When Was the Ocean Floor First Mapped Accurately?
The earliest methods of depth measurement on record are the use of sounding poles and weighted lines, recorded from Egypt more than 3000 years ago, and in use without significant improvement until the voyage of HMS Challenger in the 1870s, when similar systems using wires and a winch were used for measuring much greater depths than previously possible, but this remained a one depth at a time procedure which required very low speed for accuracy.
The shape of the ocean floor was not accurately determined until the 1920s. Until the end of the last century mapping had depended on the accounts by sailors of rock formations and deep troughs in the ocean bed. Recent scientific developments, and new instruments and techniques have enabled maps to be drawn with greater accuracy and detail. By transmitting sound waves from ships to the sea bed, and back, it is possible to make a record of the changes in depth.
Mechanical, acoustical and electronic instruments have pictured the ocean floor not as a vast plain but as a series of mountain ranges, valleys, peaks and canyons. Some of the mountains are far higher than most of those on land and the deepest part of the ocean is much farther below sea level than the highest land mountain is above it.
At the beginning of the twentieth century mapping the seafloor was a very difficult task. The mapping of the seafloor started by using sound waves, contoured into isobaths and early bathymetric charts of shelf topography. These provided the first insight into seafloor morphology, though mistakes were made due to horizontal positional accuracy and imprecise depths. In 1957, Marie Tharp, working alongside with Bruce Charles Heezen created the first three-dimensional physiographic map of the world’s ocean basins.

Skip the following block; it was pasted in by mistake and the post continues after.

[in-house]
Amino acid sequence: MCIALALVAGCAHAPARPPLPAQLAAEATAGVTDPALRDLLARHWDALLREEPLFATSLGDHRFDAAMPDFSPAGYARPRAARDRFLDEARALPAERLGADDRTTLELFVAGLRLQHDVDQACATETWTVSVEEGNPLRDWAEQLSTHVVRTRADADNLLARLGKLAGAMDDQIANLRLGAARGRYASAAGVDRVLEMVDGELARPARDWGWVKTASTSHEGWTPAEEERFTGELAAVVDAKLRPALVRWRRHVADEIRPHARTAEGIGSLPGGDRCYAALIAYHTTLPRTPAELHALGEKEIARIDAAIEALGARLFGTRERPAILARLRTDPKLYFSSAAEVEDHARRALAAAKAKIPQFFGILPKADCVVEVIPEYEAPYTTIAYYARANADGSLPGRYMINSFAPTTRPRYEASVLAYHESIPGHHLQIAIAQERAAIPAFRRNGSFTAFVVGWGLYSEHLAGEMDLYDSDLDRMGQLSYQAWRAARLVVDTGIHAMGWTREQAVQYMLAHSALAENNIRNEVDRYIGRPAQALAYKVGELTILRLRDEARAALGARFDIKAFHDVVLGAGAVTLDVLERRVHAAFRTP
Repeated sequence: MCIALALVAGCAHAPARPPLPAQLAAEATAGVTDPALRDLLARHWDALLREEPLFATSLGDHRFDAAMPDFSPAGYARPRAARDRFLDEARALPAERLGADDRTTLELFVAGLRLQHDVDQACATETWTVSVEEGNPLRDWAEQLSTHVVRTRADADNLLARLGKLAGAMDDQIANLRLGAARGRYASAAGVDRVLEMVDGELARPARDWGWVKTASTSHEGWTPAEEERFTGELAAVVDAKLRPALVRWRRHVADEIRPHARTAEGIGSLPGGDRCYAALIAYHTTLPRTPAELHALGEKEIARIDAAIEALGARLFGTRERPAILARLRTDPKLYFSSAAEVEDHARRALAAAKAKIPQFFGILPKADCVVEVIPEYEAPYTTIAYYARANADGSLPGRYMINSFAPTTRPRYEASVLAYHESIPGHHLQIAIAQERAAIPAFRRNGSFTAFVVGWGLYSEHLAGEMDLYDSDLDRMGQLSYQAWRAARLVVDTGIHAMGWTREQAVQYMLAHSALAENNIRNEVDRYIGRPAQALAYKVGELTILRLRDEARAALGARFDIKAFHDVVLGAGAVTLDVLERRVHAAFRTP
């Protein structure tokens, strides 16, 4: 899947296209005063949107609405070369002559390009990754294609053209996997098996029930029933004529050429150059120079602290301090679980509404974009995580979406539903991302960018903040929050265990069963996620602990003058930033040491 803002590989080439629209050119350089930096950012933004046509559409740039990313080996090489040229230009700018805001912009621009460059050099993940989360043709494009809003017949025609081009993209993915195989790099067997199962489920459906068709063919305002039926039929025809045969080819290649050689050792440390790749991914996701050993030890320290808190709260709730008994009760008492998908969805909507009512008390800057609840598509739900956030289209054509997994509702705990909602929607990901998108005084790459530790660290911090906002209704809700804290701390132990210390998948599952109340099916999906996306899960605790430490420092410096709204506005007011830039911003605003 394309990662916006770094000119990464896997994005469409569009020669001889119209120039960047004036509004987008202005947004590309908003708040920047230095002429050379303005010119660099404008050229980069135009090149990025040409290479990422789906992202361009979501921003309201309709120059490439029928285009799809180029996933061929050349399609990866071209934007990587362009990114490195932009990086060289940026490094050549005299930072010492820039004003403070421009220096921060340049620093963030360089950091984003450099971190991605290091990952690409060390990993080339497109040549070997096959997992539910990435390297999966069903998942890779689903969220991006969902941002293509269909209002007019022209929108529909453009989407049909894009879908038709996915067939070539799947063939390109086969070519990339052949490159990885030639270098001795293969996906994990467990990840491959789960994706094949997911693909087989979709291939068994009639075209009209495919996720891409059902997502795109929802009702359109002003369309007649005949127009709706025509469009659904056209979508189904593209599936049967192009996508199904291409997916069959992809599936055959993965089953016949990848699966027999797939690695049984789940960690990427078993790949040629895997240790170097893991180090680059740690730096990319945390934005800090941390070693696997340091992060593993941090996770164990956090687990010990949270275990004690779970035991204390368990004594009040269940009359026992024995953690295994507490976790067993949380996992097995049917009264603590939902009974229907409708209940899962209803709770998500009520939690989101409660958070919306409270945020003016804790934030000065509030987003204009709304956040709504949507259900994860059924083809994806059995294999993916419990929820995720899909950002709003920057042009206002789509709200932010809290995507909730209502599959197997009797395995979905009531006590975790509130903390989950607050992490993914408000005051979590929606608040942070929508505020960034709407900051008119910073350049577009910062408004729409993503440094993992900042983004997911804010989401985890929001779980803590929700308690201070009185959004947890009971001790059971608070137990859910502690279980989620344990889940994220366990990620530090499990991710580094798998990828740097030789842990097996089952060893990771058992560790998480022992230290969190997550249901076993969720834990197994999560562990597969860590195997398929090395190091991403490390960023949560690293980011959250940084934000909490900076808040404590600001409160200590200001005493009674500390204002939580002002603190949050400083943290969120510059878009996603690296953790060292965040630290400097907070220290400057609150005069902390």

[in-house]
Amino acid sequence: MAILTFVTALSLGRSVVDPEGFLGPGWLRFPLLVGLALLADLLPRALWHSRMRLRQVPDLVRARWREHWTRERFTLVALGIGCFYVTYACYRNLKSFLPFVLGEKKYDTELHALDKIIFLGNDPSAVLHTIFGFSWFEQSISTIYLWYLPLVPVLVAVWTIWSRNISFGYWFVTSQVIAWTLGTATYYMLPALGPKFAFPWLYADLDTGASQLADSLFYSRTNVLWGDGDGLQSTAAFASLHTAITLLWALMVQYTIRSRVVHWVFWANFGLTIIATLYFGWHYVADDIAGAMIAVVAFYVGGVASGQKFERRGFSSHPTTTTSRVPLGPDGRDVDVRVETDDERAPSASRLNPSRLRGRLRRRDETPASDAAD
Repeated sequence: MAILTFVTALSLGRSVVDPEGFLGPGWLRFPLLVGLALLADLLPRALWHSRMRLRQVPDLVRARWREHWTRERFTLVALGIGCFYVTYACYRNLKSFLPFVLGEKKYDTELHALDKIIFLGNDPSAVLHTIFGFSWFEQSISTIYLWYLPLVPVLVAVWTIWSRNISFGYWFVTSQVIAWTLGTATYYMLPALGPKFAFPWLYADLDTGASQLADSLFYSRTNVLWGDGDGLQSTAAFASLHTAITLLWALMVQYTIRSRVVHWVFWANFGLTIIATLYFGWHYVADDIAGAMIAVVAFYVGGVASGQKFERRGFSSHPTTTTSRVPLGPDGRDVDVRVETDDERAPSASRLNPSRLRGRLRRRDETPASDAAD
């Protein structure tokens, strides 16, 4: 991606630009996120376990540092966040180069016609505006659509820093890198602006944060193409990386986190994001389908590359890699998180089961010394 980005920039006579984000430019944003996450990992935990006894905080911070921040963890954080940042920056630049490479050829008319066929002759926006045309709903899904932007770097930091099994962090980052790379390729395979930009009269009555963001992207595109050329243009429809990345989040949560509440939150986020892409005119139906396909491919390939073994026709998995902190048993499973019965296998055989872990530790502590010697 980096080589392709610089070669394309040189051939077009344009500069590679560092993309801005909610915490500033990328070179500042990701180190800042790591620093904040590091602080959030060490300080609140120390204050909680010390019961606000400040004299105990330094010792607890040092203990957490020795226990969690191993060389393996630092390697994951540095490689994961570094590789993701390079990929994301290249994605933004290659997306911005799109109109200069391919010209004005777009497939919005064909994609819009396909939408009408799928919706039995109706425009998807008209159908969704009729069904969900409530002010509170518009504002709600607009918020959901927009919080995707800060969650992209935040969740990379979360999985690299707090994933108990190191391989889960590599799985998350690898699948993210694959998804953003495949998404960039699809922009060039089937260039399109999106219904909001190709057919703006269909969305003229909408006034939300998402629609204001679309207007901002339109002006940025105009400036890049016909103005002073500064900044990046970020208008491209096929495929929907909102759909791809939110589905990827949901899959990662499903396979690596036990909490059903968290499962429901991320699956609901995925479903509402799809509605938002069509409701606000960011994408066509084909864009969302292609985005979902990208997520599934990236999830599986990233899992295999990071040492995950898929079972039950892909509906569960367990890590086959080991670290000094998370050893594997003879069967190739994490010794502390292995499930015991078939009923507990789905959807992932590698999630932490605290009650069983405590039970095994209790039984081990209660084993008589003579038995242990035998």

Tharp’s discovery was made at the perfect time. It was one of many discoveries that took place near the same time as the invention of the computer. Computers, with their ability to compute large quantities of data, have made research much easier, include the research of the world’s oceans.
There has been a boom in the underwater environmental exploration; rather than simply creating a map, scientists are attempting to visualize the entire seafloor with maximum possible detail. Computers are put to good use here with their help, researchers have managed to store and analyze large quantities of data. This led to the creation of the first digital map of the world ocean bed in 1970. Constantly developing technology allows computing to take place in the special equipment required for “high-resolution orthoimagery”. This means researchers may no longer need to use sound frequencies to conduct marine exploration.
This method was later upgraded to Airborne Laser Bathymetry (ALB). ALB provides images that are both higher quality and in color. The improvements to these research methods and the large amount of data received, stored and computed all led to the creation of one of the first color images of the underwater environment created on a computer.